The idea of an equal world

It is only by daring to dream that human beings have achieved much more than what was thought to be naturally possible

Updated - December 23, 2018 03:28 pm IST

Published - December 23, 2018 12:15 am IST

I have heard educated people make statements like this: “Why should one get worked up about justice; after all, life is not fair.” Or this: “Why should we strive for socio-economic equality; there is no equality in nature.” Or even this: “That (whatever ‘that’ may be) is the way biology (or nature) is!”

These statements are made by people who consider themselves hard-nosed and intelligent, and who, if they have intellectual pretensions, are usually reacting against some perception of the excessive social constructivism of the academic past. But excessive social constructivism of the past or not, these are deeply flawed positions.

Let us put them in a different context. Some people say, “There is no point in living, because we are all going to die one day.” But they do not take a gun and shoot themselves, which is what they would do if they really meant it. And, the reason they do not shoot themselves is that they know, in some dark corner of their minds, that death need not make a mockery of life. In fact, it can add meaning to life — by making it limited. Life matters more because it is going to end. If we were to live endlessly, we would effectively have no life — as Bernard Shaw shows in one of his plays, the ‘immortals’ are socially, emotionally and intellectually bored and petty.

Nature and biology

One can go further: the mark of human greatness is the ability to make life matter despite death. This can be done in various ways, ranging from excellence in different fields to excellence in living a good life. Life matters because it is not endless. A good life does not happen naturally; we have to work towards it. It is also in that sense that justice and a degree of socio-economic equality matter. They do not happen naturally, but that is exactly why they are important for human beings.

Human beings are strange animals: their nature is in excess of given biology. We have arms, not wings, and still can fly. But biology itself is not as limited as people make it sound. Just look at the ways in which life has adapted and continues to adapt, even if this has taken thousands of years: forms born and bred in water have learned to live on land, and vice versa. This does not mean that biology does not matter: after all, you need a brain to think.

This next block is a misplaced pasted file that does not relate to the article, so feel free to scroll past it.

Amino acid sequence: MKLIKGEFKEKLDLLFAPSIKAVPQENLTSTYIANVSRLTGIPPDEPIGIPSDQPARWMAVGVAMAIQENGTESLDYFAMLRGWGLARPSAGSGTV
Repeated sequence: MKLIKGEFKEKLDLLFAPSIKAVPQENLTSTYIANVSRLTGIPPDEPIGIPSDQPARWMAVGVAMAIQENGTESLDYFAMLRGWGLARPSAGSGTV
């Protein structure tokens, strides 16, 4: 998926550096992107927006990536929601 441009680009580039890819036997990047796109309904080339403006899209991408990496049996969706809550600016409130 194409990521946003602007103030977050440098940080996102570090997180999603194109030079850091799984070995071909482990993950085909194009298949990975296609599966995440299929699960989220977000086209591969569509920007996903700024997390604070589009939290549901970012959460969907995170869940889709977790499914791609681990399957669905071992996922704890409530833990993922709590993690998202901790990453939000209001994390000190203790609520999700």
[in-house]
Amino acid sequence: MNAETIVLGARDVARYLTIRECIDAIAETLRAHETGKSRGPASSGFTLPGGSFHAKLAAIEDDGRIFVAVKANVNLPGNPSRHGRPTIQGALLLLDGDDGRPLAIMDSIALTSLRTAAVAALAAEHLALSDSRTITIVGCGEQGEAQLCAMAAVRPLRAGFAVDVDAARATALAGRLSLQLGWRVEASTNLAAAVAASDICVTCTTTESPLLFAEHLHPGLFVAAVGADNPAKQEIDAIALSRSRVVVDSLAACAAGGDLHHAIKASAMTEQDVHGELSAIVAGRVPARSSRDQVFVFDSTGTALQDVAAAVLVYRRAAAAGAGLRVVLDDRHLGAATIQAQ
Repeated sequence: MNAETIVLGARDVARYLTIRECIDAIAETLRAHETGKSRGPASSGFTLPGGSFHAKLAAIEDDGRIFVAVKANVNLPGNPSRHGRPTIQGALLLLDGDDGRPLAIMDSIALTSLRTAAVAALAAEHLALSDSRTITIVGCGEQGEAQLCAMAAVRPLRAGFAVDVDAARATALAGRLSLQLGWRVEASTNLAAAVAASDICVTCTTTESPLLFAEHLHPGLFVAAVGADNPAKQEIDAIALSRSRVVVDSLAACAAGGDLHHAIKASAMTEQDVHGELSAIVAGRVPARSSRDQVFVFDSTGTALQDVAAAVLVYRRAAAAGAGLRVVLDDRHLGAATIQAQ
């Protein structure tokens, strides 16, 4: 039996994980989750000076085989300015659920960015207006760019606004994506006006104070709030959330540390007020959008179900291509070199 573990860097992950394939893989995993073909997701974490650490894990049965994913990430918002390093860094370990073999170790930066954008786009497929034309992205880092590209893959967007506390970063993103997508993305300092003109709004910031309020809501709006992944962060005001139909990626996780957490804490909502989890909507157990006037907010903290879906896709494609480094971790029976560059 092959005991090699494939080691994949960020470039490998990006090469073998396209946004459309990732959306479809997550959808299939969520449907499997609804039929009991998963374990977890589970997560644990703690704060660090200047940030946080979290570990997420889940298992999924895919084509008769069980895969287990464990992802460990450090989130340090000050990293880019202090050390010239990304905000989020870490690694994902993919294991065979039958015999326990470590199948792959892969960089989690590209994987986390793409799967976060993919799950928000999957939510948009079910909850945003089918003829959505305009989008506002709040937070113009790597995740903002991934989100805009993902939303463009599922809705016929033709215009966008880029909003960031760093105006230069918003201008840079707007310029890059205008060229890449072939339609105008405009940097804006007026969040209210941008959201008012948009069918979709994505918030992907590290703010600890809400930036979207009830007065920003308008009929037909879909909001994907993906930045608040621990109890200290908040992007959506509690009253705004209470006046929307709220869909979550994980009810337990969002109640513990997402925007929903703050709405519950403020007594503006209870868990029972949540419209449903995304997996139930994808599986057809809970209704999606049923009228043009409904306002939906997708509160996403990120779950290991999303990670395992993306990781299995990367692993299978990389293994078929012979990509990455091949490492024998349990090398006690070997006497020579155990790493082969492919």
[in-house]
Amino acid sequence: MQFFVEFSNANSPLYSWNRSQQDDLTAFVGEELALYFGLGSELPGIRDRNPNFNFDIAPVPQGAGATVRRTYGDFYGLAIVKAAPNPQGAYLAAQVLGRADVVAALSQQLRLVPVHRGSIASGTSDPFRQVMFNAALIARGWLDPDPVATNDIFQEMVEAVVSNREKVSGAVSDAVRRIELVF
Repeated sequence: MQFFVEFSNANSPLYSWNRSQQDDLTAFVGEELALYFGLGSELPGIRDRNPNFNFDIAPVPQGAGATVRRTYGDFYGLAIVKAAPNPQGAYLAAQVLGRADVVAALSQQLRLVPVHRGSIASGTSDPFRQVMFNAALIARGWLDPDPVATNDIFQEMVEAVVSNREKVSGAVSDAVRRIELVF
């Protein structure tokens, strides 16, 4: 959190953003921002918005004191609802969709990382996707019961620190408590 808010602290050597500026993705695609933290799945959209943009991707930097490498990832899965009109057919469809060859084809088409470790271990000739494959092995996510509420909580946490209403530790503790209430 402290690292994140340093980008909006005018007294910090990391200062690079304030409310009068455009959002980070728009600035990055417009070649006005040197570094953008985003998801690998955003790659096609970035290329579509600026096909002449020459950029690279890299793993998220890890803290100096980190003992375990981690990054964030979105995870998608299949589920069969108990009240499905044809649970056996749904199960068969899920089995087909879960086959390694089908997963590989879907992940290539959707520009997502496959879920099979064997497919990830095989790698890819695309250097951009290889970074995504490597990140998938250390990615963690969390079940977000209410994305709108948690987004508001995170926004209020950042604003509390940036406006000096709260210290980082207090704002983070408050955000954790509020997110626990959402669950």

To return to the matter of flying, if human beings had kept flapping their arms, they would never have managed to lift their feet off the ground. So, yes, human beings cannot fly by flapping their hands; that’s biology. But human beings can fly by using various contraptions — but that is also biology, for it is the human brain that devised these contraptions, and it is also beyond any given biology, any given nature. It is in the nature of birds to make (‘natural’) nests, and it is in the nature of human beings to build (‘artificial’) skyscrapers: we are talking of very different kinds of ‘nature’ here.

The human mind allows for possibilities that the human body does not permit. The execution of these possibilities might take time, but their imagining is crucial. In that sense, there is a direct line running from riding dragons, flying chariots and our own Ravana’s ‘vehicle’ on the one side to the actual glider and airplane on the other. There is also a direct line running from the bark-and-leaf clothing of the caveman to those ‘suits’ that enable human beings to trek across the Arctic and hop around on the moon.

Overcoming limits

To imagine is to be able to overcome the limits of any given biology and any given nature. This is particularly true in the case of ideas, for even Leonardo da Vinci’s attempt to imagine flying vehicles did not lead to airplanes: translating ideas into physical achievements is not always possible. It takes time, and it might never happen in some cases. But once it has been imagined, the possibility is there.

In that sense, the fact that human beings can imagine justice and a degree of equality makes these ideas not just desirable but also possible. If other animals cannot imagine them, so much greater pity for them: after all, other animals do not wear clothes or build skyscrapers either.

One can even argue this about god as a moral construct. It might or might not be that god made human beings. But once human beings imagined god — as a just creator and sustainer far beyond human comprehension and yet a perpetual object of human aspiration for betterment, happiness, justice, goodness, kindness, etc. — god effectively came into being. We can refuse to believe in god, but can we refuse to believe in the possibilities that ‘god’ signifies? As another year of possibilities approaches, this might be good to ponder.

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